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Introduction to JavaFX Script
Pages: 1, 2, 3, 4, 5, 6

JavaFX Operators

The well-known Java operators &&, ||, and ! are displayedlike this in JavaFX:

  • Java: &&
    JavaFX: and
  • Java: ||
    JavaFX: or
  • Java: !
    JavaFX: not

JavaFX Functions

JavaFX supports functions. Here are example simple functions with arguments, variable declarations, and a return statement.

function taxes(x) {
    var t:Number = (19.0/100.0)*x;
    return t;

JavaFX if Statement

In JavaFX you can use conditional blocks by using the if statement. Curly braces are required with this statement . If the else clause is another if statement, then you can skip curly braces:

if (place_your_condition_here) {
        //do something
    } else if (place_your_condition_here) {
        //do something
    } else {
        //do something

JavaFX while Statement

The while statement is similar to while in Java. Curly braces are always required with this statement.

while (place_your_condition_here)
    //do something

JavaFX for Statement

The for statement can be used to loop over an interval (intervals are represented using brackets [] and the .. symbol).

//i will take the values: 0, 1, 2, 3, 4, 5
for (i in [0..5])
    //do something with i

JavaFX Procedures

JavaFX procedures are marked by the operation keyword. Here is a simple example:

operation startClock() {
    {seconds = 0; seconds = [0,6..360] dur 60000 linear;}
    {minutes = 0; minutes = [0,6..360] dur 3600000 linear;}
    {hours = 0; hours = [0,6..360] dur 43200000 linear;}

JavaFX Classes

JavaFX classes are marked by the class keyword. A JavaFX class may extend more classes by specifying the extends keyword and a comma separated list with the names of those classes. Between curly braces you can place attributes, functions, and operations, like in the next example:

class Order {
    attribute order_nr: String;
    attribute ordertype: Order inverse Order.products;
    attribute products: Order* inverse Order.ordertype;
    function getOrderNr(): String;
    operation addOrder(order: Order);

Notice that attributes are declared using the attribute keyword and that the body of the function and procedures are not in the class body. Their compartments are defined after the class declaration, as you will see soon.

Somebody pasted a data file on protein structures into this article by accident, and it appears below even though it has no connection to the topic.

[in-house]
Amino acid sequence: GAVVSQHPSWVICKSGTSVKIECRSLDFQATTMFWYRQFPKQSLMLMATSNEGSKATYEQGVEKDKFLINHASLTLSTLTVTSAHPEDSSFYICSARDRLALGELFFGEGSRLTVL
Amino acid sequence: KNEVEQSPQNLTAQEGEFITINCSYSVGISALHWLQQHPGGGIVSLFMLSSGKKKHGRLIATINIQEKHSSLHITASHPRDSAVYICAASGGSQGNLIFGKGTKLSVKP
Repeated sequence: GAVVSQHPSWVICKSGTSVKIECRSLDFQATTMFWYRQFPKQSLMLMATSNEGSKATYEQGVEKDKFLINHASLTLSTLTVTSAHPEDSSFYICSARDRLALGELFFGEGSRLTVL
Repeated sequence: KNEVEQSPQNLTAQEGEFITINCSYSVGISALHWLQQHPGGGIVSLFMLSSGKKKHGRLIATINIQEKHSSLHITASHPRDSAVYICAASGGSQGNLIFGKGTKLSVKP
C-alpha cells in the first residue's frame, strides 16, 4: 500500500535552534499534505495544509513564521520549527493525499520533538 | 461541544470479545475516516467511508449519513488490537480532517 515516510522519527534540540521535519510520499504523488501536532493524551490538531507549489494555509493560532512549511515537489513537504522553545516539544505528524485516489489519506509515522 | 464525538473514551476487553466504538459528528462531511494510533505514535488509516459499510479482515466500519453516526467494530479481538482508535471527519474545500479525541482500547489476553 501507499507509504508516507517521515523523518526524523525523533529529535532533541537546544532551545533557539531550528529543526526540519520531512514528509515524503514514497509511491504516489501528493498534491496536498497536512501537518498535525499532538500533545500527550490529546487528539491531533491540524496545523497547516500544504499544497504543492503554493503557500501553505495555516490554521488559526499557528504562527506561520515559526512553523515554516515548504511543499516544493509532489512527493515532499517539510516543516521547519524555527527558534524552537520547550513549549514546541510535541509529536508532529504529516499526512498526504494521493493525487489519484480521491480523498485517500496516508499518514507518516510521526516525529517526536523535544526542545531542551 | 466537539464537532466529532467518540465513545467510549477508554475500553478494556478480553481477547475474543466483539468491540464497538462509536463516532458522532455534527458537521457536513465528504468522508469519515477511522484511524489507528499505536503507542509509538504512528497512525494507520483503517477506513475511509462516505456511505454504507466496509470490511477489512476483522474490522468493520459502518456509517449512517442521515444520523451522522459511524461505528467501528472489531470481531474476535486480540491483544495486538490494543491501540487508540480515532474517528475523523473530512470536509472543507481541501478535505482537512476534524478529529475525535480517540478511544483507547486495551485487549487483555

The inverse clause is optional and it shows a bidirectional relationship to another attribute in the class of the attributes' type. In this case, JavaFX will automatically perform updates (insert, replace, and delete).

You can find a more complete tutorial on Java.net.

Playing Around with JavaFX

In this section, you will see a set of examples that covers a variety of JavaFX possibilities and particularities. The main purpose of these examples is to get you familiar with JavaFX code writing and with the logic of a JavaFX application. The second goal is to convince you that JavaFX deserves a closer look when you need to develop cool GUIs, animations, and nice effects with only a few lines of code. All the examples presented will introduce skills that are specific to JavaFX.

Every example is preceded by a short description, so don't expect line by line comments. All of these should be accessible enough to run yourself, so let's begin.

When you need to print the value of a variable/attribute with System.out.println you can place the name of it inside quoted strings, as shown in Listing 2:

Listing 2
//expressions within quoted text
import java.lang.System;
var mynumber:Number = 10;
System.out.println("Number is: {mynumber}");

Result: Number is: 10

JavaFX supports a useful facility known as the cardinality of the variable. This facility is implemented with the next three operators:

  • ?: Optional (may be null)
  • +: One or more
  • *: Zero or more
Listing 3
//cardinality of the variable
import java.lang.System;
var mynumbers:Number* = [1,2,7];
System.out.println("Numbers are: {mynumbers}");

Result: Numbers are: 1 2 7

In JavaFX, it is possible to not specify the type of a variable in its declaration. This will not be an error, because JavaFX will automatically find out the type of the variable from its use.

Listing 4
//the variable's type is optional
import java.lang.System;
var days = ["Monday,","Friday,","Sunday"];
System.out.println("You have to work: {days}");

Result: You have to work: Monday, Friday, Sunday

To get the size of an array, you can use the sizeof operator:

Listing 5
//getting the size of an array
import java.lang.System;
var lotto = [21,30,11,40,5,6];
System.out.println("Array size:{sizeof lotto}");

Result: Array size: 6

To get an array from a subarray that satisfies a condition, you can use the [] operator. The condition is placed between [] and is evaluated as a Boolean. This is similar with the XPath predicates.

Listing 6
//using the [] operator - similar to its use in XPath
import java.lang.System;
var mynumbers = [1,2,7,3,30,15,14,6,4];
var numbers = mynumbers[n|n < 10];
System.out.println("Numbers smaller that 10 are: {numbers}");

Result: Numbers smaller than 10 are: 1 2 7 3 6 4

To get the ordinal position of an element within an array, you can use the indexof operator:

Listing 7
//returning the ordinal position of an element within an array
import java.lang.System;
var mynumbers = [1,2,7,3,30,15,14,6,4];
var number_four = mynumbers[indexof . == 4];
System.out.println("Number four:{number_four}");

Result: Number four: 30

When you want to insert an element into an array you can use the insert statement and one of the following:

  • as first: for inserting into the first position
  • as last: for inserting into the last position (this is the default)
  • before: for inserting before a position
  • after: for inserting after a position

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